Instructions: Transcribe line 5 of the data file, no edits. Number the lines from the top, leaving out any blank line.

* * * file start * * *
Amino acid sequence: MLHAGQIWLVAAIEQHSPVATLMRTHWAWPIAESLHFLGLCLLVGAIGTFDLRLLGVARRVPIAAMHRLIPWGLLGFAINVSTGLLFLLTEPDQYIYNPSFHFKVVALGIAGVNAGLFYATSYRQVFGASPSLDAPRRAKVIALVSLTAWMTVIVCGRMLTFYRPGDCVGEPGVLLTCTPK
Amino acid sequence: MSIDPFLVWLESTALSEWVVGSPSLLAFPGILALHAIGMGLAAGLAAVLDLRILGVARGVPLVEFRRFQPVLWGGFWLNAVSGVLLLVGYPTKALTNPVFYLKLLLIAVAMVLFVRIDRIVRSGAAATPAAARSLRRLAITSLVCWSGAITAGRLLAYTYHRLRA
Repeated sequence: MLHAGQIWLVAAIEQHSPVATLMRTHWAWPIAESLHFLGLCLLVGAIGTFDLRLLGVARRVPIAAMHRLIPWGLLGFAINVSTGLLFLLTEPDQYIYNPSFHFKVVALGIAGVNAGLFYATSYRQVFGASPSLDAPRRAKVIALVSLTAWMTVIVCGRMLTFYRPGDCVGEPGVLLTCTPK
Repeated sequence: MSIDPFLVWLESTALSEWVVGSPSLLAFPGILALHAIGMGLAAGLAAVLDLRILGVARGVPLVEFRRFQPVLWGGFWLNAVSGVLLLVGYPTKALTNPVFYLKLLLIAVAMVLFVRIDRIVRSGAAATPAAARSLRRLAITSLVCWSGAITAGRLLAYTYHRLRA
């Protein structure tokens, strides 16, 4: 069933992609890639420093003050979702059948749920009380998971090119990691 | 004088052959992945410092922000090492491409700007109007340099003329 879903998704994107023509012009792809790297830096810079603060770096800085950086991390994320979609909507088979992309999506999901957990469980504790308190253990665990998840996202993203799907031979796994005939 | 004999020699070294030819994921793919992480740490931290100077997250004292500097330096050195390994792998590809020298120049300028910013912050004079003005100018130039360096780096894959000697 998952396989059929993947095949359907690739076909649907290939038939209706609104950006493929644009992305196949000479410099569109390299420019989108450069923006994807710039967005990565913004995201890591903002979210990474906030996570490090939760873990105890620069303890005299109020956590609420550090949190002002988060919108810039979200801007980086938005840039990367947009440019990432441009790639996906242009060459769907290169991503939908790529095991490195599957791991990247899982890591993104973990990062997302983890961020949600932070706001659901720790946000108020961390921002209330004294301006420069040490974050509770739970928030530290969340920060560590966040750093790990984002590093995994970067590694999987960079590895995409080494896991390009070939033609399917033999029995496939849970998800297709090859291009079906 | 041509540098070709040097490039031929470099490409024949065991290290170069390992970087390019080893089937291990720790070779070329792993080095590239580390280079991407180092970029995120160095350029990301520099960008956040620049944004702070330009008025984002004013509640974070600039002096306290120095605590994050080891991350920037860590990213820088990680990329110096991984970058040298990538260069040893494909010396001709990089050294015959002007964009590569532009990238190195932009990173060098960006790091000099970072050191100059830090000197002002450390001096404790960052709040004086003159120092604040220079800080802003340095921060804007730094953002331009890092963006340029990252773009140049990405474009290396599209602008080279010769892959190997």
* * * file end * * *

């Protein structure tokens, strides 16, 4: 069933992609890639420093003050979702059948749920009380998971090119990691 | 004088052959992945410092922000090492491409700007109007340099003329 879903998704994107023509012009792809790297830096810079603060770096800085950086991390994320979609909507088979992309999506999901957990469980504790308190253990665990998840996202993203799907031979796994005939 | 004999020699070294030819994921793919992480740490931290100077997250004292500097330096050195390994792998590809020298120049300028910013912050004079003005100018130039360096780096894959000697 998952396989059929993947095949359907690739076909649907290939038939209706609104950006493929644009992305196949000479410099569109390299420019989108450069923006994807710039967005990565913004995201890591903002979210990474906030996570490090939760873990105890620069303890005299109020956590609420550090949190002002988060919108810039979200801007980086938005840039990367947009440019990432441009790639996906242009060459769907290169991503939908790529095991490195599957791991990247899982890591993104973990990062997302983890961020949600932070706001659901720790946000108020961390921002209330004294301006420069040490974050509770739970928030530290969340920060560590966040750093790990984002590093995994970067590694999987960079590895995409080494896991390009070939033609399917033999029995496939849970998800297709090859291009079906 | 041509540098070709040097490039031929470099490409024949065991290290170069390992970087390019080893089937291990720790070779070329792993080095590239580390280079991407180092970029995120160095350029990301520099960008956040620049944004702070330009008025984002004013509640974070600039002096306290120095605590994050080891991350920037860590990213820088990680990329110096991984970058040298990538260069040893494909010396001709990089050294015959002007964009590569532009990238190195932009990173060098960006790091000099970072050191100059830090000197002002450390001096404790960052709040004086003159120092604040220079800080802003340095921060804007730094953002331009890092963006340029990252773009140049990405474009290396599209602008080279010769892959190997």